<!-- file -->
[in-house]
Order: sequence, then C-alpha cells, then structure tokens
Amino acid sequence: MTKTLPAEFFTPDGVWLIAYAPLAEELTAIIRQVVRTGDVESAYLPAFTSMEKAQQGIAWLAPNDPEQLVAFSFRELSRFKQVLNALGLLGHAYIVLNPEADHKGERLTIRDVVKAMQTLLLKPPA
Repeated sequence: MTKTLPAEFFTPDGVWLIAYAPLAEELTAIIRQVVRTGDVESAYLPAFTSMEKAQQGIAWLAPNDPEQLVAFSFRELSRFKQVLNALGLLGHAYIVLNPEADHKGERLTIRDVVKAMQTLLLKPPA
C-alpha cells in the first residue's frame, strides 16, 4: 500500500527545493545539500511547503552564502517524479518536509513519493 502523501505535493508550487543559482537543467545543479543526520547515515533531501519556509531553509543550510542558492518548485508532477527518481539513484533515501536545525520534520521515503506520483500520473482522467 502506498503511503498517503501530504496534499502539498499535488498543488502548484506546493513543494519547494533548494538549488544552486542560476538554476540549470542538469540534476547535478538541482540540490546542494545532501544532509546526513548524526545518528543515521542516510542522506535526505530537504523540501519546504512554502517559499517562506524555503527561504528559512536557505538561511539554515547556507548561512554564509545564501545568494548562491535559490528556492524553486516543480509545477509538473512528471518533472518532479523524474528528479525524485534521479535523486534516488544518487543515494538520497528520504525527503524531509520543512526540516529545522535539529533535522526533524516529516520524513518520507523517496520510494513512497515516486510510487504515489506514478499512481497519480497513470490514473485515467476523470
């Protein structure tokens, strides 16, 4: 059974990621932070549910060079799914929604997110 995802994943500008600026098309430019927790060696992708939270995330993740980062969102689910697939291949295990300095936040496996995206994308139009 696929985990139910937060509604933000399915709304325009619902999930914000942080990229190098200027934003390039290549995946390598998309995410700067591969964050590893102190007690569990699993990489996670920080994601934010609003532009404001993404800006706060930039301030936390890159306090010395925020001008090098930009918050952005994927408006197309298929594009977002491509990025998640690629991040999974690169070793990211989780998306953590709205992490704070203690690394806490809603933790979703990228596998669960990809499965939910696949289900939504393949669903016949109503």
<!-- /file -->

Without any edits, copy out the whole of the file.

[in-house]
Order: sequence, then C-alpha cells, then structure tokens
Amino acid sequence: MTKTLPAEFFTPDGVWLIAYAPLAEELTAIIRQVVRTGDVESAYLPAFTSMEKAQQGIAWLAPNDPEQLVAFSFRELSRFKQVLNALGLLGHAYIVLNPEADHKGERLTIRDVVKAMQTLLLKPPA
Repeated sequence: MTKTLPAEFFTPDGVWLIAYAPLAEELTAIIRQVVRTGDVESAYLPAFTSMEKAQQGIAWLAPNDPEQLVAFSFRELSRFKQVLNALGLLGHAYIVLNPEADHKGERLTIRDVVKAMQTLLLKPPA
C-alpha cells in the first residue's frame, strides 16, 4: 500500500527545493545539500511547503552564502517524479518536509513519493 502523501505535493508550487543559482537543467545543479543526520547515515533531501519556509531553509543550510542558492518548485508532477527518481539513484533515501536545525520534520521515503506520483500520473482522467 502506498503511503498517503501530504496534499502539498499535488498543488502548484506546493513543494519547494533548494538549488544552486542560476538554476540549470542538469540534476547535478538541482540540490546542494545532501544532509546526513548524526545518528543515521542516510542522506535526505530537504523540501519546504512554502517559499517562506524555503527561504528559512536557505538561511539554515547556507548561512554564509545564501545568494548562491535559490528556492524553486516543480509545477509538473512528471518533472518532479523524474528528479525524485534521479535523486534516488544518487543515494538520497528520504525527503524531509520543512526540516529545522535539529533535522526533524516529516520524513518520507523517496520510494513512497515516486510510487504515489506514478499512481497519480497513470490514473485515467476523470
């Protein structure tokens, strides 16, 4: 059974990621932070549910060079799914929604997110 995802994943500008600026098309430019927790060696992708939270995330993740980062969102689910697939291949295990300095936040496996995206994308139009 696929985990139910937060509604933000399915709304325009619902999930914000942080990229190098200027934003390039290549995946390598998309995410700067591969964050590893102190007690569990699993990489996670920080994601934010609003532009404001993404800006706060930039301030936390890159306090010395925020001008090098930009918050952005994927408006197309298929594009977002491509990025998640690629991040999974690169070793990211989780998306953590709205992490704070203690690394806490809603933790979703990228596998669960990809499965939910696949289900939504393949669903016949109503």